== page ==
That very much depends on a lot of different factors.
In wild sheep or domesticated self-moulting sheep, the fleece may just lie there and decompose, unless taken by another animal or bird for burrows or nests.
If the sheep is a meat sheep, the fleece is usually of very low quality. Occasionally, it can be sold as insulation material or for industrial carpeting, but it is quite often just dumped and allowed to decompose.
Better-quality fleece can be made into high-quality carpeting, upholstery and soft furnishings; clothing; or yarn for fibre arts – knitting, weaving, etc. In some countries, there is a central processing board to which all such fleece must be sold (e.g., British Wool, in the UK), in others there may be competing processers to which farmers can sell fleece.
Because vegans lack common sense, and have no understanding of the natural world.
Their existence is only possible in a post-scarcity Western society, where there are lots of vegan alternatives which are only available by raping and bankrupting developing nations for their avocado toast, cutting down rainforest to grow their monoculture soybeans, and destroying and polluting the environment for their cotton clothing and ocean-destroying plastic ‘leather’.
They need to spend a year or two living on locally-sourced turnips and wearing nettles to knock some damned sense into them.
Because goats produce their own spinnable fibre – notably the Cashmere goat breeds and the Angora goat, which produce cashmere and mohair respectively. Yes, mohair – not angora, which is produced by the Angora rabbit.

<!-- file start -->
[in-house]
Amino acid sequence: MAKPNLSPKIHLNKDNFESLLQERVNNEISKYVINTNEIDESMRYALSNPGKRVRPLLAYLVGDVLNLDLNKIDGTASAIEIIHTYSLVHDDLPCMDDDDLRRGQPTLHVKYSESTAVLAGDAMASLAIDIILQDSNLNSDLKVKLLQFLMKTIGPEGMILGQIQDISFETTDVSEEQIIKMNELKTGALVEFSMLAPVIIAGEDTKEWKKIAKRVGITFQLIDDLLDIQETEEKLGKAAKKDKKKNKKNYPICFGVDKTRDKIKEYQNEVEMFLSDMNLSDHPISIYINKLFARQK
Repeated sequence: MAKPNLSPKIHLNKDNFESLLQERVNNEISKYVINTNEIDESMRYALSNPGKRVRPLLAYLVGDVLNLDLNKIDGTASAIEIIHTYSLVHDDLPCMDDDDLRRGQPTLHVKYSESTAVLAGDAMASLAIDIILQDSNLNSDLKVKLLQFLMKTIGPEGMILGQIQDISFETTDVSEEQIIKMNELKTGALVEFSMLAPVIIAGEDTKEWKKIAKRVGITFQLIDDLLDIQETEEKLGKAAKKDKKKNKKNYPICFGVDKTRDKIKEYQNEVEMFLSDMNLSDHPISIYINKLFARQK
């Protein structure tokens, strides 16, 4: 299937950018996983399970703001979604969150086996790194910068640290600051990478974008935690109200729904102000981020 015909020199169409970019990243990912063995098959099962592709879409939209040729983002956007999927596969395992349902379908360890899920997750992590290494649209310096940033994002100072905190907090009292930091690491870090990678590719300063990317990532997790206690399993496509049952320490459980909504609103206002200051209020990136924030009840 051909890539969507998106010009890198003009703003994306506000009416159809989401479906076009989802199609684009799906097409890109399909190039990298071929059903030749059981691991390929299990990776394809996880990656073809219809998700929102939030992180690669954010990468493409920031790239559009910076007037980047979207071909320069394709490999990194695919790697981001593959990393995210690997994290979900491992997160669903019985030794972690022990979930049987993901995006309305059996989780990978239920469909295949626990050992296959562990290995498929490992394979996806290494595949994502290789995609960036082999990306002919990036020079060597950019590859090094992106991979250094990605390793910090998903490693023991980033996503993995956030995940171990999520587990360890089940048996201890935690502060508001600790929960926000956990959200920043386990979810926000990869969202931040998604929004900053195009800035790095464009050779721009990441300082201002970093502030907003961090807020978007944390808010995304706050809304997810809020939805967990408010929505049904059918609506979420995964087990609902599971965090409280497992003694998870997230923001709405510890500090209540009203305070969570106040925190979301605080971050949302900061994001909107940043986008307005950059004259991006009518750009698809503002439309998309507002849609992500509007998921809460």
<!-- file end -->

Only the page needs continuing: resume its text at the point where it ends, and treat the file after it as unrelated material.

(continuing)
Historically, or rather paleoagriculturally, sheep appear to have been bred primarily for their wool, whereas goats seem to have been bred primarily for milk, although there are such things as milk sheep and, clearly, fibre goats. I can only hazard a guess that the primitive sheep domesticated by our ancestors must have produced more fibre than goats did*, and/or that primitive domesticated goats had more milk or were easier to milk than sheep
Yep, definitely easier to milk the goat.
* – The Jacob sheep, a relatively primitive breed, produces about 2–3kg fleece, whereas (modern) Cashmere goats produce only 1kg.
Trimming is the same as cutting, in hair terms – except less hair is removed. Trimming wool does not help the sheep; it leaves most of the wool in place which is uncomfortable and unhealthy. In addition, the trimmed wool ends would be too short to have any commercial value and would end up in landfill. As wool flocks would no longer have any commercial value, thousands of sheep farmers would go out of business and their flocks would be slaughtered. Those industries dependent on sheep wool would have to turn instead to synthetic alternatives which are very damaging to the environment.
The main issue with storing wool is making certain that moths don’t get at it. Wool can survive almost anything else.
The best method is sealing it in something airtight. This might be some kind of sealable plastic box, or vacuum bags – the kind that you suck the air out of with your vacuum cleaner. NB: the vacuum method may leave the wool flat and crinkled, but you can restore it by steaming it for a few hours. Place the wool in your freezer for a few days before storage: this should kill off any moth eggs that might inadvertently have got into it (this also works for wool garments that have been infested with moth larva).
However, if you mean raw wool, just off the sheep, don’t seal it in plastic: that will just allow it to stew in the sweat and grease. Might not harm the wool, but no one will want to touch it afterwards. Raw wool should be scoured – cleaned – before long-term storage, and placed in an air-permeable bag – hessian, cotton, or hemp is good, or failing that an open plastic bag – if you’re just taking it to be scoured.